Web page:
Wilbur "Walker, secretary of the ex
change, read a report showing that the
exchange was in. excellent financial, con
dition and dealing with what had been
done in the year just gone and what was
hoped for . in the year to come. Mr.
Walker supported Mayor Olney in his
suggestion of a combined municipality
upon the Oakland side of the bay.
James P. Taylor dwelt upon the neces
sity of hnrbor Improvement and urged
the securing of Congressional action to
J. F. W. Sohst gave an account of the
work of securing the intercounty tunnel,
which 1« noTK^being completed.
m. c Can-well had much to say about
In the existing programme of improvements
everything would seem to be provided for ex
cept that of cuperior hotel accommodations.
The Realty Syndicate, which is to be congratu
lated for the enthusiastic xnanrer in which
It is carrying out its many projects, has al
ready taken the preliminary steps toward build
ing a large tourist hotel at Piedmont Springs.
However, this is not all that Is required; there
n:u.st be one or njore hotels in the heart of the
city for commercial and transient business.
The attention which Oakland is now command
ing amor.fr -the cities cf the Union justifies us
in expecting that we will be chosen quite often
&s a place for holding large State, perhaps na
tional, conventions. To insure this very profit
able business we must be able to care for our
visitors and also to provide them with an
auditorium of fitting Fize and dignity, and I
cannot at this time think of anything that
would be better calculated to gve Oakland a
pronounced ' boost. . . .
The Merchants' " Exchange has always given
Its assistance to' everything tending to pro
mote interest in home affairs. I recall with
pleasure and satisfaction tho moral assistance
that we extended last year to the Elks' street
fair, and which we are again extending to the
street carnival to be held this summer. All
these things are farreachlng in their Influence
and tend to promote the general welfare of
our city and vicinity. • '
In conclusion I would like to paraphrase ont
of the great sayings of our President of the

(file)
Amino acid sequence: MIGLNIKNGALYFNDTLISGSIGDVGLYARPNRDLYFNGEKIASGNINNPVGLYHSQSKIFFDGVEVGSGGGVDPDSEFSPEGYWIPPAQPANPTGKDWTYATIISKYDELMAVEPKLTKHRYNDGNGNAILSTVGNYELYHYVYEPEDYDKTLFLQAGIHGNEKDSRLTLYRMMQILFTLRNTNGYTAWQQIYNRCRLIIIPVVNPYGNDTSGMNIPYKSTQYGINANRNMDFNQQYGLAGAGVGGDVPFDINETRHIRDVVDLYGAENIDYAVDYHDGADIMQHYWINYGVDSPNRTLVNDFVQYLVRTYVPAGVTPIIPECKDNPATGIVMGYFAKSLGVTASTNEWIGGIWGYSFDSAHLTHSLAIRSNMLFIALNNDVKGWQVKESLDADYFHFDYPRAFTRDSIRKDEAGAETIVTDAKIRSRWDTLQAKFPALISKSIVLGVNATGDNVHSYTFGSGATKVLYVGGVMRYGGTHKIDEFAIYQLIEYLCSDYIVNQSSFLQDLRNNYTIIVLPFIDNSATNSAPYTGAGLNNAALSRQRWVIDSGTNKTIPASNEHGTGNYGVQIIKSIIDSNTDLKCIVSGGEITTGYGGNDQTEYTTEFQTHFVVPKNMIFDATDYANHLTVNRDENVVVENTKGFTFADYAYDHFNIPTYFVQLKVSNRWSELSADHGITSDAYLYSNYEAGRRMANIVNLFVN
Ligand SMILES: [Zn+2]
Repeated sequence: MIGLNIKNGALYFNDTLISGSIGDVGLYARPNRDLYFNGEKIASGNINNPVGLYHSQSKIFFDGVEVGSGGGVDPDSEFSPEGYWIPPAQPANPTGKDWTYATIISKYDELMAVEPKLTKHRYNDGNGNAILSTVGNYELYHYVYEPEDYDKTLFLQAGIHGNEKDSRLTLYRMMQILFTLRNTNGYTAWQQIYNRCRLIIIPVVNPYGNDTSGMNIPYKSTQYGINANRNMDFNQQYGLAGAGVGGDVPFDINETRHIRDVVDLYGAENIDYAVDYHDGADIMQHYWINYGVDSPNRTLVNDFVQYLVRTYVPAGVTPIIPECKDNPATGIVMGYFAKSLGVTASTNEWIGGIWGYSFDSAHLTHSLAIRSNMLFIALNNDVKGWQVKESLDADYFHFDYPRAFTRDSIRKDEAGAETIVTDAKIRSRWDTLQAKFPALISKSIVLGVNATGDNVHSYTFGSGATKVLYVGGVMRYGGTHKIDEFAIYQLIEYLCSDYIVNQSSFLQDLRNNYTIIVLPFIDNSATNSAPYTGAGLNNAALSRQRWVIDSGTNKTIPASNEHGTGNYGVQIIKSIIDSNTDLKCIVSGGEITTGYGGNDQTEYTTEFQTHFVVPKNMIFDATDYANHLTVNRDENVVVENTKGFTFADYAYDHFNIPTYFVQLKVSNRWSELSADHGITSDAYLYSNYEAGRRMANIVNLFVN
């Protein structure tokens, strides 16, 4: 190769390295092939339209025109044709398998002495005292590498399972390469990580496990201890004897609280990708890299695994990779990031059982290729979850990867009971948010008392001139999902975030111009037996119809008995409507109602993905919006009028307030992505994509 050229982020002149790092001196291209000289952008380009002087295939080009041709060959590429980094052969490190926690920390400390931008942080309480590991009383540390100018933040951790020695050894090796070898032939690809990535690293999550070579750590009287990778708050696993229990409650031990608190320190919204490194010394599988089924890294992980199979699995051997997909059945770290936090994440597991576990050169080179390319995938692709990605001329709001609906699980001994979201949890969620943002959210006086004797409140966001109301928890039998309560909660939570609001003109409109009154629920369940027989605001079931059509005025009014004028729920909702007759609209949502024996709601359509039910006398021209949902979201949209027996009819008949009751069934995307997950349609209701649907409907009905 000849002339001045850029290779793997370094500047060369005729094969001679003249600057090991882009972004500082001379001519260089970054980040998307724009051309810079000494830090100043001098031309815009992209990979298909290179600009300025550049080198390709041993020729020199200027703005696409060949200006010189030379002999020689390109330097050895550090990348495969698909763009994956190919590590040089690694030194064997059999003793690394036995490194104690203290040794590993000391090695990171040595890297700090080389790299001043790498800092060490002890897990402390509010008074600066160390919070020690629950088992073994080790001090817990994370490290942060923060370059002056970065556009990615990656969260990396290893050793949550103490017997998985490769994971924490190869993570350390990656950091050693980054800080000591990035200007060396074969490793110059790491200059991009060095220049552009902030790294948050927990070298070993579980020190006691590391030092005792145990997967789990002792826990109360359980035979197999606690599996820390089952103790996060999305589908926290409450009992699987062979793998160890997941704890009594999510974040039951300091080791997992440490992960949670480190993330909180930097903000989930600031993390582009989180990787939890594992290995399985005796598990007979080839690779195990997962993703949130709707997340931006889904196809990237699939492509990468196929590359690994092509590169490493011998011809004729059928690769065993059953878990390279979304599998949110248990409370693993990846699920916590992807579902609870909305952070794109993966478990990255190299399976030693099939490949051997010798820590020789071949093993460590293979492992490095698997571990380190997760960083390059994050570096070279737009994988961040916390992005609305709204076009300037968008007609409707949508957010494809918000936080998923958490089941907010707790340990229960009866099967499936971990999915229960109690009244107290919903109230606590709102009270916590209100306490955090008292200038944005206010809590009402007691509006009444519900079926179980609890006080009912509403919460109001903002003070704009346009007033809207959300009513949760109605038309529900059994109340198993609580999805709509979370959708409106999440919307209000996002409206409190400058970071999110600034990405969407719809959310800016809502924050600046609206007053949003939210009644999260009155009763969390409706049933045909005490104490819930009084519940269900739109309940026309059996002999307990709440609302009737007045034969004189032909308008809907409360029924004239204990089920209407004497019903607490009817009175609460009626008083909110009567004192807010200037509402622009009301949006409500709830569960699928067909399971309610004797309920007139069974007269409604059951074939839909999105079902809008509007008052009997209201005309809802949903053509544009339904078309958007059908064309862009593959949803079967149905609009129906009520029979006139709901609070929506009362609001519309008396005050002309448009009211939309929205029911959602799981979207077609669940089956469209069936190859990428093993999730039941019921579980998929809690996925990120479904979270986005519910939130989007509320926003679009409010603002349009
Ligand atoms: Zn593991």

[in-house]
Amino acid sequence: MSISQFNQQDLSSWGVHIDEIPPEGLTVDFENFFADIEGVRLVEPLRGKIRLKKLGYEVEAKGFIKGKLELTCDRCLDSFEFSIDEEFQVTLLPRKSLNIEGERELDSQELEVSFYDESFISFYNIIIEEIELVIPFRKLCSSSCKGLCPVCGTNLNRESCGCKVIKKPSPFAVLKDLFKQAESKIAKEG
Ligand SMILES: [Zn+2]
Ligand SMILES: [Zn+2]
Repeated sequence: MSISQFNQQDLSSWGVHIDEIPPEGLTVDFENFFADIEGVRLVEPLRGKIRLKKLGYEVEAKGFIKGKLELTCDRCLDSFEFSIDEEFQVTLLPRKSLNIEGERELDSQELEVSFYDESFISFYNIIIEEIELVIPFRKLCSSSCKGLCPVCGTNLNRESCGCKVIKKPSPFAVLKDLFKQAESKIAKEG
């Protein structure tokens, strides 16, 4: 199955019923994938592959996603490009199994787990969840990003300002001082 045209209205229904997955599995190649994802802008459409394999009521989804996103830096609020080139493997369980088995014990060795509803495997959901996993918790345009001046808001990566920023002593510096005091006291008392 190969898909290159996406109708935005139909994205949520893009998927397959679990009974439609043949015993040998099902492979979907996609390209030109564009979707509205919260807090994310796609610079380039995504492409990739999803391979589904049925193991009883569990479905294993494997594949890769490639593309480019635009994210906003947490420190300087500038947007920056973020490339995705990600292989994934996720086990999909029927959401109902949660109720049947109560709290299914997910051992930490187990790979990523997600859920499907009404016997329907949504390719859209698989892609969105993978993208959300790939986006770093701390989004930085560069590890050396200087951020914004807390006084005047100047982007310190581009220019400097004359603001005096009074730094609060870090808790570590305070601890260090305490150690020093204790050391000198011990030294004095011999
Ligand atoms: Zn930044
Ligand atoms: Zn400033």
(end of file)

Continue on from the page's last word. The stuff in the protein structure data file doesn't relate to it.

United ' States, which he uttered recently in
San Francisco: "The place . of the United
States," said Mr. Booeevelt, "Is among those
nations that dare be great." I would simply
say. gentlemen, that . the place of Oakland
among; municipalities of the Union should bo
those that dare be greater. Respectfully sub
mitted. • TliEO. GIER.
Our share of the money which w-e promised
to raise Is almost complete. We should tender
our hearty thanks to tiin Boards of Supervisors
of both counties for the material assistance
they gave this project as soon as we convinced
them of its great value, and to all who have
subscribed so liberally when called upon by our
committee. ¦'¦'¦¦* , - "
Should Tender Thanks.
joying a perpetual boom, the relatinpghlpB ex
isting between employers and employes are
with a few exceptions absolutely harmonious,
and Oakland is fast rising in importance in th«,>
eyes of the great eitiea of the Union.
Our very capable and energetic secretary
will in his report deal in detail with all that
has been accomplished by the Merchants' Kx
change during the past year, fo it will »>e un
necessary for me to go over the same ground.
We all have cause for congratulation over the.
progress made by the lntercounty tunnel. Thi*
matter was taken up by the Merchants' Ex ¦
change early in the year 18!tS and has been
prosecuted with unabated energy 6lnce that
time. Now ultimate success is assured, and I
feel that by far the greater portion of the
credit for the carrying out or thie big under
taking la due to your honorable body. This
tunnel will be of inestimable benefit to both
Alameda and Contra Co?ta counties and will